I am very fortunate that my office is three doors away from the school counsellor. I say fortunate because I am able to speak relatively regularly to her, and not only gain incredible insight from her comments but also to recognise and celebrate the unique and positive impact she has upon the school community. I am proud that she, and our attempt to support children through difficult times, is not hidden away in a cupboard or as an adjunct to the ‘SEN zone’ or similar. It is on a main thoroughfare of the school, and easily identifiable by all students as a very important place.
In one of our semi-regular conversations, the counsellor spoke to me about a year seven girl she had been supporting. This student had recently lost a younger sibling, and was now enduring the terminal diagnosis of a step-parent. As a school, we had mobilised the troops to support her and her older sister, and the school counselling service is a big part of that.
‘I’m so glad I came to Trinity’, the young girl had said. She continued, ‘I was so worried that I would have to change when I came to high school, but here, everyone just makes sure that you fit’.
When I reflect on how we support children through traumatic episodes, but also help them recover from trauma, this statement has a special resonance. We can never expect that the ‘mainstream’ school approaches of numbers on the doors and bells on the hour will suffice. We have to consciously cushion our support around the child, and, for a short time at least, prioritise their recovery over all else. Of course, the journey towards a Trauma Aware School is a slow one, and the goal of a child centred approach influencing curriculum and pedagogy must not be lost sight of. The work we are developing alongside the Virtual Headteacher is key here and rightly identified as a local and regional priority.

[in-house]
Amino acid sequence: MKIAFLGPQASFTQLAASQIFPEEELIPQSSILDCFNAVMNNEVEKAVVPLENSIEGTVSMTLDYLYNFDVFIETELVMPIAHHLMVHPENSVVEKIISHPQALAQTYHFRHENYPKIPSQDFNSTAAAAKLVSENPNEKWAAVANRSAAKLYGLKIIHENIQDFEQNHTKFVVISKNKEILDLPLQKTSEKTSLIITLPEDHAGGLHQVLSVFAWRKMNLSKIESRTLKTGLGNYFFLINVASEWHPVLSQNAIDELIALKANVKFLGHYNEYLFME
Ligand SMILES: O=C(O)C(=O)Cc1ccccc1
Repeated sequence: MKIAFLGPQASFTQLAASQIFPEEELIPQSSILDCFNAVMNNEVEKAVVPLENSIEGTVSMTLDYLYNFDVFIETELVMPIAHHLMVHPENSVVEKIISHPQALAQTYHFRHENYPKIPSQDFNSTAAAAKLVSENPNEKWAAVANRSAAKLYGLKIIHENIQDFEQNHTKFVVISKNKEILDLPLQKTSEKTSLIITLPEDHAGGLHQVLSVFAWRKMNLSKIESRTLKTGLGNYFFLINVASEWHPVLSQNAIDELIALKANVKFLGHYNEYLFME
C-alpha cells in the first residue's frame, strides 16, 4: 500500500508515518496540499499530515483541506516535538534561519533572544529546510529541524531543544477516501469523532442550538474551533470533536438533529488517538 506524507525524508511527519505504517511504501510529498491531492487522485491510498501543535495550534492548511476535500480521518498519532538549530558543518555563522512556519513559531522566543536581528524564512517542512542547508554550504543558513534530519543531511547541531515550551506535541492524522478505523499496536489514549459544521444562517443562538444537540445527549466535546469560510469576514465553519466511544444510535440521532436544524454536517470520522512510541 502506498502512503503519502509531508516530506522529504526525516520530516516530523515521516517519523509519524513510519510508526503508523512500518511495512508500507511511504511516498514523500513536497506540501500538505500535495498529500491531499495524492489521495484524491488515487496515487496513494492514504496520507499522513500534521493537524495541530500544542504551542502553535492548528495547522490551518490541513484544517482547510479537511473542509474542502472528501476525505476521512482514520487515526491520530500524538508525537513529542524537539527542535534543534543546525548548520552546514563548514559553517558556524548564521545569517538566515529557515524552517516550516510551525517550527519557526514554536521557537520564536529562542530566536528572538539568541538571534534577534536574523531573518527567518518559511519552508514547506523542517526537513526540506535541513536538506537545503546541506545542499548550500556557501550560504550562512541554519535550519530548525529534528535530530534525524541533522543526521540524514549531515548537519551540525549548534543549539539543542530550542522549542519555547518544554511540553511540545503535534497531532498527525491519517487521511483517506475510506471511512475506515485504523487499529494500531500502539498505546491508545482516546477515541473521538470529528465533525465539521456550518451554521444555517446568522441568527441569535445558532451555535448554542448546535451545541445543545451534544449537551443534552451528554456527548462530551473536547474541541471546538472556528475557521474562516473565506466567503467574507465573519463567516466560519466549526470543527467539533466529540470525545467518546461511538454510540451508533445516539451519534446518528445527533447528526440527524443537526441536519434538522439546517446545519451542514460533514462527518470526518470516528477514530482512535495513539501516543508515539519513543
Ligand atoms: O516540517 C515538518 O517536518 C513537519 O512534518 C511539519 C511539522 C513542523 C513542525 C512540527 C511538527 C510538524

In the interim though, my focus is on leading a school in which we are proud of the vocal, open and deliberate way that we discuss our support for children. It is a central platform of our school ethos, cannot be divorced from my personal convictions and, of greatest importance, is the best way to support children and young people in a school setting.
I see the IRCT as being key to this. It is only through effective research and discussion by committed professionals that we can achieve meaningful and lasting change that will support all children, but particularly the most hurt.
Principal – TRINITY CATHOLIC SCHOOL, Leamington Spa.